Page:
The twin-arginine translocation (Tat) machinery of the Escherichia coli inner membrane is dedicated to the export of proteins harboring a conserved SRRxFLK motif in their signal sequence. TatA, TatB, and TatC are the functionally essential constituents of the Tat machinery, but their precise function is unknown. Using site-specific crosslinking, we have analyzed interactions of the twin-arginine precursor preSufI with the Tat proteins upon targeting to inner membrane vesicles. TatA association is observed only in the presence of a transmembrane H(+) gradient. TatB is found in contact with the entire signal sequence and adjacent parts of mature SufI. Interaction of TatC with preSufI is, however, restricted to a discrete area around the consensus motif. The results reveal a hierarchy in targeting of a Tat substrate such that for the primary interaction, TatC is both necessary and sufficient while a subsequent association with TatB likely mediates transfer from TatC to the actual Tat pore.
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          Folding quality control in the export of proteins by the bacterial twin-arginine translocation pathway.

          To examine the relationship between folding and export competence by the twin-arginine translocation (Tat) pathway we analyzed the subcellular localization of fusions between a set of eight putative Tat leader peptides and alkaline phosphatase in isogenic Escherichia coli strains that either allow or disfavor the formation of protein disulfide bonds in the cytoplasm. We show that export by the Tat translocator is observed only in strains that enable oxidative protein folding in the cytoplasm. Further, we show that other disulfide-containing proteins, namely single-chain Fv and heterodimeric F(AB) antibody fragments, are export-competent only in strains having an oxidizing cytoplasm. Functional, heterodimeric F(AB) protein was exported from the cytoplasm by means of a Tat leader peptide fused to the heavy chain alone, indicating that the formation of a disulfide-bonded dimer preceeds export. These results demonstrate that in vivo only proteins that have attained the native conformation are exported by the Tat translocator, indicating that a folding quality-control mechanism is intrinsic to the export process. The ability to export proteins with disulfide bonds and the folding proofing feature of the Tat pathway are of interest for biotechnology applications.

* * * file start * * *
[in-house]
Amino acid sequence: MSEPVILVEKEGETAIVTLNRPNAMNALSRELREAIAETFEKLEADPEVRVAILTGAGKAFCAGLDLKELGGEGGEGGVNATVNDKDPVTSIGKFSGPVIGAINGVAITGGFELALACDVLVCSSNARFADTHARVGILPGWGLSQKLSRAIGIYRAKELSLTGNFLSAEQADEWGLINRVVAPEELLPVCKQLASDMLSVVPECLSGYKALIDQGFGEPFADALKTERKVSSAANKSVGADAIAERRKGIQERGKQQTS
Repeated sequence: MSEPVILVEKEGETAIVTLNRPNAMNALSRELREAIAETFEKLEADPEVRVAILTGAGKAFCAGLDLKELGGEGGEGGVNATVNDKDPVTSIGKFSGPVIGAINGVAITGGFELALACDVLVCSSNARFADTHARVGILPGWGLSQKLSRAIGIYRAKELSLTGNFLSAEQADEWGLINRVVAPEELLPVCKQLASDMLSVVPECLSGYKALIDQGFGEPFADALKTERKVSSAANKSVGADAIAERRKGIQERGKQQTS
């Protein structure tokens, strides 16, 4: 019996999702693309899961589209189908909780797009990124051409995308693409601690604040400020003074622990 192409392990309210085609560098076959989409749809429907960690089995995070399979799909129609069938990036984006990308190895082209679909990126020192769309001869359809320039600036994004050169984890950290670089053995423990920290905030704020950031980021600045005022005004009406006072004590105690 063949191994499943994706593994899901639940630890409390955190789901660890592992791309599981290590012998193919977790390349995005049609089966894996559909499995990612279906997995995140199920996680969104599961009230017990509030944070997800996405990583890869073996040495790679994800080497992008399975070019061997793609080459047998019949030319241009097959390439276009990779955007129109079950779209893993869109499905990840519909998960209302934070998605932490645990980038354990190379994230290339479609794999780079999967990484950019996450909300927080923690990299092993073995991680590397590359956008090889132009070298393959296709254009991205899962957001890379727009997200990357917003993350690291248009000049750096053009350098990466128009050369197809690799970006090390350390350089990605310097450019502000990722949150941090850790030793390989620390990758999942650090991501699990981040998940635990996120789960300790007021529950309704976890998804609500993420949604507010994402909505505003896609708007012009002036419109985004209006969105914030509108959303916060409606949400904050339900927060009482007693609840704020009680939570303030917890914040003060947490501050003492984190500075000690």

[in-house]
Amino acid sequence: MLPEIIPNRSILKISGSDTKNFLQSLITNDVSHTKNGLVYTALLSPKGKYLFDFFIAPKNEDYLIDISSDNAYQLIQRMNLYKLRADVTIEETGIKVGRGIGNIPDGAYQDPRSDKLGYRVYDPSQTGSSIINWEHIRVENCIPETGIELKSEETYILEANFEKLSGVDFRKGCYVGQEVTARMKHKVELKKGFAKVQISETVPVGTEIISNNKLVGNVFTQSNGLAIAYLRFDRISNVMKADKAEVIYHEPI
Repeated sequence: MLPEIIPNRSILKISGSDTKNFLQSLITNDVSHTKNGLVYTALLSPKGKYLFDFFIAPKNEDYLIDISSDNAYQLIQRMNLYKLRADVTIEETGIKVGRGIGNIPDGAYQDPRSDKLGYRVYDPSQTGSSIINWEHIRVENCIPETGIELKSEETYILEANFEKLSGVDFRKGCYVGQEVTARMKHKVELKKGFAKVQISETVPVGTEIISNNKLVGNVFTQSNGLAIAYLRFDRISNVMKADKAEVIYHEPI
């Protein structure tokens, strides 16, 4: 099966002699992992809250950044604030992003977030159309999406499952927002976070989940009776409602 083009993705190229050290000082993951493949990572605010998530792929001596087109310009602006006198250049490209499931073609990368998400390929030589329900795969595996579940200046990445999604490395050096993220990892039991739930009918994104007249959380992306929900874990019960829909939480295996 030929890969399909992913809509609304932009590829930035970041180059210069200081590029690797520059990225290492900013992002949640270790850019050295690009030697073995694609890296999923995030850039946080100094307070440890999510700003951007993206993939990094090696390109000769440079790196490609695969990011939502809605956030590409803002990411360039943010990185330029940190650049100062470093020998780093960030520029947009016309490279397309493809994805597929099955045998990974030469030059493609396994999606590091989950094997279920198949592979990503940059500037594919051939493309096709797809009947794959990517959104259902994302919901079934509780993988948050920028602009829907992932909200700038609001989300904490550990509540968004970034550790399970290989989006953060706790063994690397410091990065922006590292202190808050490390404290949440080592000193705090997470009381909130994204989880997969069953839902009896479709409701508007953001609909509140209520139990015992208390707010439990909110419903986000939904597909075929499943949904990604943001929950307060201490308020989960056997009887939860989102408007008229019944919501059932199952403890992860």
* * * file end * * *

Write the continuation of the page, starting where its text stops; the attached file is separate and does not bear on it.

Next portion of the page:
Author and article information

            Institute of Biochemistry and Molecular Biology, ZBMZ, University of Freiburg, Stefan-Meier-Strasse 17, D-79104 Freiburg, Germany
            Author notes
            Address correspondence to: Matthias Müller ( matthias.mueller@ ).
            Role: Monitoring Editor
            Mol Biol Cell
            Mol. Bio. Cell
            Molecular Biology of the Cell
            The American Society for Cell Biology
            1 December 2010
            : 21
            : 23
            : 4151-4161
            (Monitoring Editor)
            © 2010 by The American Society for Cell Biology

            This article is distributed by The American Society for Cell Biology under license from the author(s). Two months after publication it is available to the public under an Attribution–Noncommercial –Share Alike 3.0 Unported Creative Commons License (

            Membrane Trafficking

            Molecular biology